Remember that time I ate a cricket? I ate the roasted cricket on a cracker to prove to myself I could do it. I did it, but it was difficult to get past the thought that I was chewing on a cricket. At the James Beard Conference in 2015, I had the opportunity to eat cricket again, this time in a more palatable form.
I'm eating crickets because they're a sustainable form of protein that people all over the world eat. Our revulsion to eating food-grade insects is cultural. There is little difference between eating a cricket and eating shrimp. Bugs are similar to crustaceans. Insects are high in protein, iron, zinc and other necessary nutrients, and they have a very small ecological footprint. They can even be good for your gut. Researchers from the University of Wisconsin, Madison determined that people who consumed insects produced more beneficial bacteria like Bifidobacterium animalis which improved their gastrointestinal function.
"This study is important because insects represent a novel component in Western diets and their health effects in human populations haven’t really been studied," coauthor Tiffany Weir said in a statement. "With what we now know about the gut microbiota and its relationship to human health, it’s important to establish how a novel food might affect gut microbial populations. We found that cricket consumption may actually offer benefits beyond nutrition."
While the benefits of eating insects are out there, I am still slowly — very slowly — easing my way into accepting insects as a viable replacement for other forms of meat.
Take a look at some products that are going to make that transition much easier. They might make it a little easier for you to accept insects as a form of protein, too.
I sampled the Everything version of these crackers made with cricket flour at the James Beard Conference, and I really liked them. In fact, on Instagram I wrote, "I just ate crackers made with cricket flour. Really good. Seriously. I'd munch on these any time." They tasted nutty and salty. Crickers are made with "a blend of nutritious, grain-free flours like almond and coconut flour, high protein cricket flour, and a blend of superfoods such as chia and flax seeds, coconut oil, honey and herbs." Made in Austin, creators Leah Jones and Megan McDonald source cricket flour from a local cricket farm and the honey and herbs in the products are made locally, too.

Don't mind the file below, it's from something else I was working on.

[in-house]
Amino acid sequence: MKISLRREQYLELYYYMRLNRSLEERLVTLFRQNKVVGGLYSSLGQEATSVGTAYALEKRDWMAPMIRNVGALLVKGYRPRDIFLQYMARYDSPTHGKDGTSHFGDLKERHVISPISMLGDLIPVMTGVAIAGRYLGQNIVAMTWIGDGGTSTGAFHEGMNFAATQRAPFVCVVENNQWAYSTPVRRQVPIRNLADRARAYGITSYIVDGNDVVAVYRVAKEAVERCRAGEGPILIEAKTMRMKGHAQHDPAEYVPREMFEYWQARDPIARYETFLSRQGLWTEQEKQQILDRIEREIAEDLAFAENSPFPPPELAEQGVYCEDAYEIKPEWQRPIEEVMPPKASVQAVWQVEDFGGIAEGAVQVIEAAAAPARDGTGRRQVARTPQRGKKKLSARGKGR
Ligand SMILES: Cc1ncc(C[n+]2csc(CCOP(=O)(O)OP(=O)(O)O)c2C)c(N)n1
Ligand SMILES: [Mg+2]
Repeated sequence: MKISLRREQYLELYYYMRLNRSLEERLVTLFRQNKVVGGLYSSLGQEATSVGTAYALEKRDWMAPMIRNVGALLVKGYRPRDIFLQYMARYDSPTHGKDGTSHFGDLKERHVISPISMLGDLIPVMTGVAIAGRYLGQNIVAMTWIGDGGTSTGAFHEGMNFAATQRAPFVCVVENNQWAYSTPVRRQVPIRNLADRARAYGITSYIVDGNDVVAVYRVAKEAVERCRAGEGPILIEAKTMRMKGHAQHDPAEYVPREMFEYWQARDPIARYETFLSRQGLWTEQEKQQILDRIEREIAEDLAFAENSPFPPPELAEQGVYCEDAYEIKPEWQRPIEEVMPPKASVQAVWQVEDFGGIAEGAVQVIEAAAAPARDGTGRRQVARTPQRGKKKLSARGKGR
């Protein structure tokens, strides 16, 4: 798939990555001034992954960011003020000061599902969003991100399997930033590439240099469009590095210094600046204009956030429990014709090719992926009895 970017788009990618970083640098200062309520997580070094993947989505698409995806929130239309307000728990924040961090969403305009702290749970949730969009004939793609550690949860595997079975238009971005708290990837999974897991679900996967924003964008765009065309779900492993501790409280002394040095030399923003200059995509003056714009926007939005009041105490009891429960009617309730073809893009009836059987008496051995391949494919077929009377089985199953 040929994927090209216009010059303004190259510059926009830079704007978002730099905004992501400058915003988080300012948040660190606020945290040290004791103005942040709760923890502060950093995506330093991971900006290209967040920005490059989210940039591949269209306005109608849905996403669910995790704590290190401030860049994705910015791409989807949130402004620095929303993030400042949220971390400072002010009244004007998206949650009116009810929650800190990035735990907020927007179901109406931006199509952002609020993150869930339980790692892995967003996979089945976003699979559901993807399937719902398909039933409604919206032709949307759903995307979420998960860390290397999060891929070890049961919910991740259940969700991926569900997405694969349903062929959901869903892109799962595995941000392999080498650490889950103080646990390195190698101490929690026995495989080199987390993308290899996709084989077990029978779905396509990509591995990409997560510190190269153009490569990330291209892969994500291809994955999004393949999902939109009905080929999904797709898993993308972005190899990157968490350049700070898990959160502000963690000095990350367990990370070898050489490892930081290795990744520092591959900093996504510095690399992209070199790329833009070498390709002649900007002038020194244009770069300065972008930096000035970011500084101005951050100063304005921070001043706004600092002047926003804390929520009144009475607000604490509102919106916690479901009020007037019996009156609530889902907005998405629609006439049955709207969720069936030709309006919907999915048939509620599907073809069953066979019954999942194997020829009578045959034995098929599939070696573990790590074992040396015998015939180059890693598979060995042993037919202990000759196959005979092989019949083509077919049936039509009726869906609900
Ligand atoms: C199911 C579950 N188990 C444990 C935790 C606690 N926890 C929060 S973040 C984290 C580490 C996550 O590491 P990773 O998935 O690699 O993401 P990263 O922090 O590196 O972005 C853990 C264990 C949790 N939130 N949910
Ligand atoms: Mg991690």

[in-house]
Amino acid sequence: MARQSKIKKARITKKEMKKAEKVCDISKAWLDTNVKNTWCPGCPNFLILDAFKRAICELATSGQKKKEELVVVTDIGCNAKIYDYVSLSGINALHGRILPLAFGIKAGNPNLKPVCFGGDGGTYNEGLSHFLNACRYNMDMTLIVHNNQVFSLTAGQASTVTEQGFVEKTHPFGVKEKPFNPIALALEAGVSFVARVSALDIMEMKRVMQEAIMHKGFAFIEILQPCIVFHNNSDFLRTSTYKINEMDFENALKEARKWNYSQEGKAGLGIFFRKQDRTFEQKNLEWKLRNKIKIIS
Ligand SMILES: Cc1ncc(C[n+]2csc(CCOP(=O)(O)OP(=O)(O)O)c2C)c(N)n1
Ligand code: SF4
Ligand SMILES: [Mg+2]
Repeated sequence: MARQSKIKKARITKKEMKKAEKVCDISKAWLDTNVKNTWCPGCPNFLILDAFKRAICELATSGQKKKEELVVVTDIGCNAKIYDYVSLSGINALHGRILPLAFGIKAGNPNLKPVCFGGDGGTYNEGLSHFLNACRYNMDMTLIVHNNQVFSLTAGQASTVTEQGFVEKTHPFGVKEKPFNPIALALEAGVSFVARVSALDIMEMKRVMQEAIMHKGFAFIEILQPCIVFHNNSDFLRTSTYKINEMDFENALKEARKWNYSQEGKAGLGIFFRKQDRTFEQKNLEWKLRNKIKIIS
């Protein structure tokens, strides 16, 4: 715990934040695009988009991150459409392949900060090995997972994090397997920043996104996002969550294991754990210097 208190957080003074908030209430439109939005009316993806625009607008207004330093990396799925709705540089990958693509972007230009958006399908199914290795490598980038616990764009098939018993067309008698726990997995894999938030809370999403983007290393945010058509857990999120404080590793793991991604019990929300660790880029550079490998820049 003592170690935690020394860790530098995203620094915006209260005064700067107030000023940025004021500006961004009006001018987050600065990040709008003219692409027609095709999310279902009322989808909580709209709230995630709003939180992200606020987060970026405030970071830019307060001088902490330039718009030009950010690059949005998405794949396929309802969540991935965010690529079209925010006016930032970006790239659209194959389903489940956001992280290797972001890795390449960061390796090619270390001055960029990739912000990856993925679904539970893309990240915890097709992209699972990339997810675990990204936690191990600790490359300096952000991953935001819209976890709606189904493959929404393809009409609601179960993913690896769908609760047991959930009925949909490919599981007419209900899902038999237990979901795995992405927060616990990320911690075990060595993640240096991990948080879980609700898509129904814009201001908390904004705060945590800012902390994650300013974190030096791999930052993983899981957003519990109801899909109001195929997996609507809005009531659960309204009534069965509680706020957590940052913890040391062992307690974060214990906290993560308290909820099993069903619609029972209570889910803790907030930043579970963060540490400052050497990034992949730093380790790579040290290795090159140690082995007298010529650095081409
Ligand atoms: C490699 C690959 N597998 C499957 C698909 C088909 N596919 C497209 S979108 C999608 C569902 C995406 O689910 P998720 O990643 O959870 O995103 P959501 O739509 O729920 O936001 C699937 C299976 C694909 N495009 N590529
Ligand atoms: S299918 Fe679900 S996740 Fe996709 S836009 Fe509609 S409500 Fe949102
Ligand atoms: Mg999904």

Cricket cookies? Yep. Created by Megan Miller and Leslie Ziegler, with some culinary direction from Chef Tyler Florence, these cookies come in three varieties: chocolate chip, chocolate cardamom and orange ginger. Slow-roasted sustainable crickets create a nutty flour that's mixed with ingredients like coconut oil. Based in San Francisco, Bitty's mission is to "popularize edible insects in the Western diet by incorporating them into delectable, healthy treats."
Chapul markets itself as "the original cricket energy bar." Chapul CEO Pat Crowley introduced the bars on the TV show "Shark Tank" where he was given $500,000 to invest in the company. They contain complete protein and nutrients like iron and B12.
Chirps are marketed as an alternative to potato chips. Made with beans, corn, peas, chia seeds and cricket flour, they have three times more protein and 40 percent less fat that potato chips. One serving has 6 grams of protein. Made by three "women on a mission," Laura D’Asaro, Rose Wang and Meryl Natow, the chirps are available in sea salt, aged cheddar and hickory barbecue flavors.
There you have it — foods where crickets are one of the main ingredients but you don't see the insect before snacking away. As the cricket food industry grows, I imagine those of us in the United States will ease our way very slowly into accepting crickets and other insects as part of our diets.
Editor's note: This article has been updated since it was originally published in October 2015.